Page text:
José Pancetti

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Giuseppe Giannini Pancetti, better known as José Pancetti (Campinas, June 18, 1902 - Rio de Janeiro, February 10, 1958) was a Brazilian modernist painter.


Born into a humble family of immigrants from Tuscany, Italy. he lived in Campinas until he was 10 years old, when his father, a master carpenter, moved with his wife and children to the state capital, São Paulo, where he hoped to find better working conditions. One year later, José and one of his sisters moved to Italy, to live under the care of an uncle and grandparents.

In Italy[edit]

Arriving at the house of his uncle Casimiro, he started to study at the Salesian College in Massa-Carrara. But shortly thereafter, the country would be involved in World War I and Pancetti had to be moved to the countryside, home of his grandparents in the town of Pietrasanta.

There, he learned the craft of a carpenter in a small workshop. But he didn't like the routine of the job and thus went to work, always briefly, in some factories until the conflict ended.

Wishing to fix a better job for José, his uncle arranged for him to be a sailor in the Italian merchant navy, where he learned the seafaring profession. He boarded the "Maria Rosa" sailboat, which ran trips throughout the Mediterranean, especially between the ports of Genoa and Alexandria. But the fickleness of his character caused him to leave the ship and to go wandering the streets of Genoa, with serious problems of subsistence, until someone took him to the Brazilian consulate, which provided for his return to Brazil.

Back in Brazil[edit]

Thus, on February 12, 1920, he landed in Santos. To survive, he worked in different places and different crafts until, in 1921, he moved to São Paulo again, where a businessman, also of Italian origin, offered him a job as a painter of walls and posters, which seems to have been his first contact with painting.

In that same year, the painter Adolfo Fonzari offered to Pancetti an opportunity to assist him in decorating the house of another Italian in the coast of Guarujá.

Then, in 1922, Pancetti enlisted into the Brazilian Navy, where he was to remain for 24 years, until 1946.

The discovery of painting[edit]

Aboard the Navy ships, Pancetti was given the task of painting hulls, walls, etc. He did this with such a zeal that his fame spread throughout the Navy until an admiral created a cadre of experts in the profession and appointed Pancetti as its first teacher of painting. But being a wall painter became boring and upon the humble sailor dawned a desire to put into paper what his eyes saw. And so Pancetti began to draw and to paint postcards with landscapes, seascapes and romantic sceneries, still quite clumsy, but which already showed his considerable artistic potential.

During the São Paulo Constitutional Revolution of 1932, Pancetti watched and painted a scene depicting a warplane downed by machine guns of the cruiser "Rio Grande do Sul" on board of which he was. The painting was acquired and published by the weekly "Noite Ilustrada", and that how he was professionally started in the fine arts.

In 1933, while walking through the Campo de Santana in Rio de Janeiro, he observed a painter in his chores to capture the city's landscape, so rich in wonderful scenery to offer. The man seemed friendly and pleasant enough and this encouraged him to strike up a conversation by asking about the painting and confessing his desire to learn to paint. The artist was Giuseppe Gargaglione, who advised him to seek the Núcleo Bernardelli, a free painting school that operated in the building of the Rio de Janeiro School of Fine Arts. Pancetti accepted the suggestion and was admitted to the Núcleo, where his main advisor was painter Bruno Lechowski.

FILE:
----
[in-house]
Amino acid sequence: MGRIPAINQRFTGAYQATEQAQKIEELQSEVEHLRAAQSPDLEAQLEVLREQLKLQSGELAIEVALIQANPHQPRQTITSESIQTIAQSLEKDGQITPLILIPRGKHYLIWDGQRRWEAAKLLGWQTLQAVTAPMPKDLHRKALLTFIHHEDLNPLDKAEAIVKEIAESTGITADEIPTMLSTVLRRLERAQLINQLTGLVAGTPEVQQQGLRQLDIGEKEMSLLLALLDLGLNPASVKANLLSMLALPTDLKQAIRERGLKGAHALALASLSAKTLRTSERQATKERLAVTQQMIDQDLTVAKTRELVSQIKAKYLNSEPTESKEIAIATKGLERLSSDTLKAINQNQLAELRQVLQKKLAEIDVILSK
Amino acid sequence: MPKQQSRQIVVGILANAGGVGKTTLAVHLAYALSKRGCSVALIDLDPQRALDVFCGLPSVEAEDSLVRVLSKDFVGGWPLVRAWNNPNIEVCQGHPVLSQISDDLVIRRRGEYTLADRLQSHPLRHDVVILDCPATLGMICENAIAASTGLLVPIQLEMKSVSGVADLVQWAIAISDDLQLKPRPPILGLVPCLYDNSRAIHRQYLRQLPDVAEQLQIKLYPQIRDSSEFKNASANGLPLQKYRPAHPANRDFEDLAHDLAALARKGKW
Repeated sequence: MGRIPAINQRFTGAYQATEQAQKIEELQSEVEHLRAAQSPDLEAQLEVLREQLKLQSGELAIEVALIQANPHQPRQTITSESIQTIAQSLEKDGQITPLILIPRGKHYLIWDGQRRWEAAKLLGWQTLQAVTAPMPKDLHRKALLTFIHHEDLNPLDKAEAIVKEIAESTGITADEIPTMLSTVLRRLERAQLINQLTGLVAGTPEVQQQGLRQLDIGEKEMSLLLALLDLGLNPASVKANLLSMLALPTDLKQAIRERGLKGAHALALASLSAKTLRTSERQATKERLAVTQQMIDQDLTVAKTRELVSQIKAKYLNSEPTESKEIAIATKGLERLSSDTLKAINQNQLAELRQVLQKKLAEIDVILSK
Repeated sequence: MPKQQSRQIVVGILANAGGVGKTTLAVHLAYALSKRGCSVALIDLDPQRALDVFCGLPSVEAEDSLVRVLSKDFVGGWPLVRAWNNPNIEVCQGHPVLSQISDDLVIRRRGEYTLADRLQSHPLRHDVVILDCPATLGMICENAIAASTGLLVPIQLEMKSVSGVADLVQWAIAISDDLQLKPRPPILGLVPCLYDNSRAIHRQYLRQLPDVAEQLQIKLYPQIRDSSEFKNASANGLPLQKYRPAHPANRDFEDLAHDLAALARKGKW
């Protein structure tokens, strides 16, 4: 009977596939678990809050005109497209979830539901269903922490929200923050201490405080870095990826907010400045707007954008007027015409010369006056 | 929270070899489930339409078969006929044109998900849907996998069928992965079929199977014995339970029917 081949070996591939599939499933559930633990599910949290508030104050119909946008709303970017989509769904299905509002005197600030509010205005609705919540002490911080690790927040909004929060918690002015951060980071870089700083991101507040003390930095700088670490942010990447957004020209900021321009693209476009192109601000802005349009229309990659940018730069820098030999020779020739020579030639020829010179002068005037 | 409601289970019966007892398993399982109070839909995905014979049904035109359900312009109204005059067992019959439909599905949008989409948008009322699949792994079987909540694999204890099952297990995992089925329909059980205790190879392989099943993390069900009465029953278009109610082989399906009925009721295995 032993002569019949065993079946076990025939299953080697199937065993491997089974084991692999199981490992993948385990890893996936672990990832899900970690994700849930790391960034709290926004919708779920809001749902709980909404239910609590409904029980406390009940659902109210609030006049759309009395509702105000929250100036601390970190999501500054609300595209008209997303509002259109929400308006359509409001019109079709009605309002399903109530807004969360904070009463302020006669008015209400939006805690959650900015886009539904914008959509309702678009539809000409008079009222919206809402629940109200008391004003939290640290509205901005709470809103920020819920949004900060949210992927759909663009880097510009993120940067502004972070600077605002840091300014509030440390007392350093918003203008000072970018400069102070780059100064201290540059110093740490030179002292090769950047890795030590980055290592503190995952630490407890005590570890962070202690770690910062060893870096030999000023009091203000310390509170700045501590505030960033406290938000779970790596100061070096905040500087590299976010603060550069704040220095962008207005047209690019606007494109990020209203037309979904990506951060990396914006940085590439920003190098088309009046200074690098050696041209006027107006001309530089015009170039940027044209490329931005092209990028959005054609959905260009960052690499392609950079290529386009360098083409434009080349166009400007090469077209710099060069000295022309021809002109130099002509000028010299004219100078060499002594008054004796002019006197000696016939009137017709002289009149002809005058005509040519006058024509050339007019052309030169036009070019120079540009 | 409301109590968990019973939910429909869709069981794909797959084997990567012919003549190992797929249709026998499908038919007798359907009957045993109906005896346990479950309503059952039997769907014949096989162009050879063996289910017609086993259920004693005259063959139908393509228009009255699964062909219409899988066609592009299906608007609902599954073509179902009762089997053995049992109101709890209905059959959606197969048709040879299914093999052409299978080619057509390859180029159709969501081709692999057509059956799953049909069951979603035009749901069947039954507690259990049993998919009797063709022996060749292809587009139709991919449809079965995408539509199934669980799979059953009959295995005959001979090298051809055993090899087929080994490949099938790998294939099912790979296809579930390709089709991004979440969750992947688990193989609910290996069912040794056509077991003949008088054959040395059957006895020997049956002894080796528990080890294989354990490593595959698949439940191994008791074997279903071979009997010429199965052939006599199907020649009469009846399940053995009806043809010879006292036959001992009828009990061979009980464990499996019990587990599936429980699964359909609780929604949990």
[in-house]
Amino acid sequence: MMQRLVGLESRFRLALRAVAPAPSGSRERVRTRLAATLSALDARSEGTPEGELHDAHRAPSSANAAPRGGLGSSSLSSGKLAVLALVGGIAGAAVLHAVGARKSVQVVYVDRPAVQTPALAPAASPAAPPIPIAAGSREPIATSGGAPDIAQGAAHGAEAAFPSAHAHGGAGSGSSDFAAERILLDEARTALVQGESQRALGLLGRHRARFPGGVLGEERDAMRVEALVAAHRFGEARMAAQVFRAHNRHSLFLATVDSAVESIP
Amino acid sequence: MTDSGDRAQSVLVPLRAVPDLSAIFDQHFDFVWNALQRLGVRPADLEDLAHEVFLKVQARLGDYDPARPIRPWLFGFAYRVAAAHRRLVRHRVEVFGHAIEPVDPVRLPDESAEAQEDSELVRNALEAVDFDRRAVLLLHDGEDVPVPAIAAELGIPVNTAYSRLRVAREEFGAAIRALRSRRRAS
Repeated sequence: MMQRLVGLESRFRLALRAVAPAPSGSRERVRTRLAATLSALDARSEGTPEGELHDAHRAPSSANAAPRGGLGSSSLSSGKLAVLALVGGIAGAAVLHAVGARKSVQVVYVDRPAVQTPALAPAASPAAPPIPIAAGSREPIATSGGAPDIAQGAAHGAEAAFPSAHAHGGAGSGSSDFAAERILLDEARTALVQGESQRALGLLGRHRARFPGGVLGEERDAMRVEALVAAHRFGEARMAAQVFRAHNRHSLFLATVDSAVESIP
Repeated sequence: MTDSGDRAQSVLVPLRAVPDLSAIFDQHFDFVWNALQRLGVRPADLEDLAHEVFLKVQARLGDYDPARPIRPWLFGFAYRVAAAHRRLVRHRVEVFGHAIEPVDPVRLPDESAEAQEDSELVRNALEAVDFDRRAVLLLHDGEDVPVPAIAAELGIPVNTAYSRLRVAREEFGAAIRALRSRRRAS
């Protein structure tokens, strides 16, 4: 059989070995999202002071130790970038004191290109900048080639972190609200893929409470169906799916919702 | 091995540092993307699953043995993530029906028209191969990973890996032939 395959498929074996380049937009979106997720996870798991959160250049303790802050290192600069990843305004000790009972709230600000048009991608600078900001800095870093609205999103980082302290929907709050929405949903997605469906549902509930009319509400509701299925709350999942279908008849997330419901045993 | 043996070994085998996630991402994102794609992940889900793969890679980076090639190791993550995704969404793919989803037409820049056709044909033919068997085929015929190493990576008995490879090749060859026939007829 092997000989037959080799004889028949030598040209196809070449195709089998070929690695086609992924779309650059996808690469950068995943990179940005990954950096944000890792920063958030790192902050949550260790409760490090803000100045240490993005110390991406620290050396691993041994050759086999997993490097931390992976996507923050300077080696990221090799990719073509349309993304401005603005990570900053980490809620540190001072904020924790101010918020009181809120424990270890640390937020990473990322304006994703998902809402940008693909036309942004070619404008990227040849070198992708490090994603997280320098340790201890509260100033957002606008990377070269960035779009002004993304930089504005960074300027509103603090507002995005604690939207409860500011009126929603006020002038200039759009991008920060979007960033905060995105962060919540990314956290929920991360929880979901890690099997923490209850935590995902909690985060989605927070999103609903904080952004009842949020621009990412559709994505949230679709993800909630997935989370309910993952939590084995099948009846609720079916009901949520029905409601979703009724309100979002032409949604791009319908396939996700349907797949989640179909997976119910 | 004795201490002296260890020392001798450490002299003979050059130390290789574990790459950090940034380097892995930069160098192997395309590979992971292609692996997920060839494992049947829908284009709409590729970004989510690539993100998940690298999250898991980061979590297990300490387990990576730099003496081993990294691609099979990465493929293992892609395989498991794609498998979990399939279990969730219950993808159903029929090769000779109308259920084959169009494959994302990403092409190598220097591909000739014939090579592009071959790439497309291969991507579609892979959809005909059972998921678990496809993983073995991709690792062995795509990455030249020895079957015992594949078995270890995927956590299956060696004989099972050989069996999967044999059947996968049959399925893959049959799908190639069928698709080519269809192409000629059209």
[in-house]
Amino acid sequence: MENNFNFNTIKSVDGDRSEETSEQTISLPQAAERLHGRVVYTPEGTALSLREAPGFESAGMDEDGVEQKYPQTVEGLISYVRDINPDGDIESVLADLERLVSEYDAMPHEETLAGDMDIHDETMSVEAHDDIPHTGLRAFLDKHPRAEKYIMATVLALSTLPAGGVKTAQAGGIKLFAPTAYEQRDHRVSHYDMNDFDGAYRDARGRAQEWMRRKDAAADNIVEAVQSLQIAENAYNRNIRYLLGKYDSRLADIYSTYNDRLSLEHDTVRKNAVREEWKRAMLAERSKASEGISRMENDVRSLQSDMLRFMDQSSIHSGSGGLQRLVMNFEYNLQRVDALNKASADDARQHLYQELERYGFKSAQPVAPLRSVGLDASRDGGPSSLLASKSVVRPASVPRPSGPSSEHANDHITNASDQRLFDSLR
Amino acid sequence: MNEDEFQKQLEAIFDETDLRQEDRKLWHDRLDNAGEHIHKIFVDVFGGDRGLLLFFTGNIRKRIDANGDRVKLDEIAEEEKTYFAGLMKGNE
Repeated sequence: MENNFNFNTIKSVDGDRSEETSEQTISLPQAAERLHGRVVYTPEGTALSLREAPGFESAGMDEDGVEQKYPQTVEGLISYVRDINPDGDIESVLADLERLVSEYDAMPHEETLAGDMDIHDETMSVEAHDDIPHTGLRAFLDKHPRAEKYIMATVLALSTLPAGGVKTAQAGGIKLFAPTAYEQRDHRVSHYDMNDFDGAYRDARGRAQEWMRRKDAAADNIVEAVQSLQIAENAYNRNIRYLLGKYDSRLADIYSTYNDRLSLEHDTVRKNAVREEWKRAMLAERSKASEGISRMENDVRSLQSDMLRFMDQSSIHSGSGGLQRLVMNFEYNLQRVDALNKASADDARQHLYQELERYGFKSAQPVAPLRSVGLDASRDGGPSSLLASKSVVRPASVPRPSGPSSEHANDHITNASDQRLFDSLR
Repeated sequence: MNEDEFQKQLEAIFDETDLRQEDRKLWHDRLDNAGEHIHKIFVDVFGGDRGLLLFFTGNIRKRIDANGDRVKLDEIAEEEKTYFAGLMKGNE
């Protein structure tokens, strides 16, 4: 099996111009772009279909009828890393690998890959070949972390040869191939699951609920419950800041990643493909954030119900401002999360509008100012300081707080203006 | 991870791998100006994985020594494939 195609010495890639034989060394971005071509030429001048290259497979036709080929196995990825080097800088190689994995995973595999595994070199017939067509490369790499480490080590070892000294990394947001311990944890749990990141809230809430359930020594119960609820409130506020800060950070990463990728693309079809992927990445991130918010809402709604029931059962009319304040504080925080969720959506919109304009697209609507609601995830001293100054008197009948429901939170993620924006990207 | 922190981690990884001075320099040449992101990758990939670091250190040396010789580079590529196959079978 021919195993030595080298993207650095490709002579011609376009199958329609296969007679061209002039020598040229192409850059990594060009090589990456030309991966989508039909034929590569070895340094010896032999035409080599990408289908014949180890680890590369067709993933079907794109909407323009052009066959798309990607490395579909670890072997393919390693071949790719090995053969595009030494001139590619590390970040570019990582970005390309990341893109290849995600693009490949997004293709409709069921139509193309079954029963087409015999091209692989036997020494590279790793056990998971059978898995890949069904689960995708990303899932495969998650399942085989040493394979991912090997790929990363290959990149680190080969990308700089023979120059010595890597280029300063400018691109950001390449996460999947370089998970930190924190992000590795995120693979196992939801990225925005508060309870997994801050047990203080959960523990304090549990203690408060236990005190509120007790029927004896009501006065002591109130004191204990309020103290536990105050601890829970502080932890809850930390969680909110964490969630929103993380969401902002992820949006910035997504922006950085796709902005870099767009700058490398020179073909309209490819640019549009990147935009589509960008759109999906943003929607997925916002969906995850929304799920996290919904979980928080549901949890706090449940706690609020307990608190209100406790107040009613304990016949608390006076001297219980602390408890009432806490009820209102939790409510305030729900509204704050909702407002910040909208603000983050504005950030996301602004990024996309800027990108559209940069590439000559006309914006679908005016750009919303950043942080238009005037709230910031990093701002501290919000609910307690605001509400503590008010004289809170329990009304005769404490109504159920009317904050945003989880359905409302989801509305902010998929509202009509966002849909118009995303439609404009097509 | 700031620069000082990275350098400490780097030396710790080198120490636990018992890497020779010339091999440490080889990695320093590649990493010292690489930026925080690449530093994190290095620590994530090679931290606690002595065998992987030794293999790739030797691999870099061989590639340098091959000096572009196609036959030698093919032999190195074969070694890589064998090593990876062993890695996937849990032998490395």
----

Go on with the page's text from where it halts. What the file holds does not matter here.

At Núcleo Bernardelli[edit]

Two years later, in 1935, Pancetti married Anita Caruso, with whom he had two children.

His recognition as a painter began in 1933, with a participation at the Salão Nacional de Belas Artes (National Fine Arts Exhibition). He was invited again in 1934, 1936, 1939, 1940, 1941, 1947 and 1948. In 1941 he was awarded one of the prizes, which gave out an educational trip to Europe.

His first solo exhibition took place 10 years later, only, in 1945, featuring more than 70 of his paintings. His first international exhibition took place in 1950 at the Venice Biennale. The following year, he was accepted at the first International Art Biennial of Art São Paulo, having participated also in the third biennial (1955).


Unfortunately, Pancetti suffered from tuberculosis. He spent some time in the spa cities of Campos do Jordão and São João del Rei, seeking a rest cure. He died in 1958 in the Naval Hospital of Rio de Janeiro and was buried in the São João Batista cemetery.


Pancetti specialized in painting mostly seascape ("marinhas", in Portuguese) and is notable for that, but he also liked to paint still life, landscape, figure and portrait painting. While living, Pancetti enjoyed a relatively late recognition. His production was not very prolific, so his paintings are rare and in the hands mostly of private collectors. After his death, his fame grew very much, and his paintings are highly valued and command one of the best selling prices among Brazilian modernist painters, nowadays.


"Certa vez, não sei como, tive vontade de pintar aquilo que meus olhos viram na louca carreira do mar...".
Once upon a time, I don't know why, I had a wish to paint everything that my eyes saw in the crazy seafaring career.

See also[edit]


  • LEITE, José Roberto Teixeira. Dicionário Crítico da Pintura no Brasil : Rio de Janeiro, Artlivre, 1988.
  • GULLAR, Ferreira e outros. 150 Anos de Pintura Brasileira, Rio de Janeiro, Colorama, 1989.
  • LIMA, Medeiros. Pancetti : Rio de Janeiro, Ministério da Educação e Cultura/Serviço de Documentação, 1960.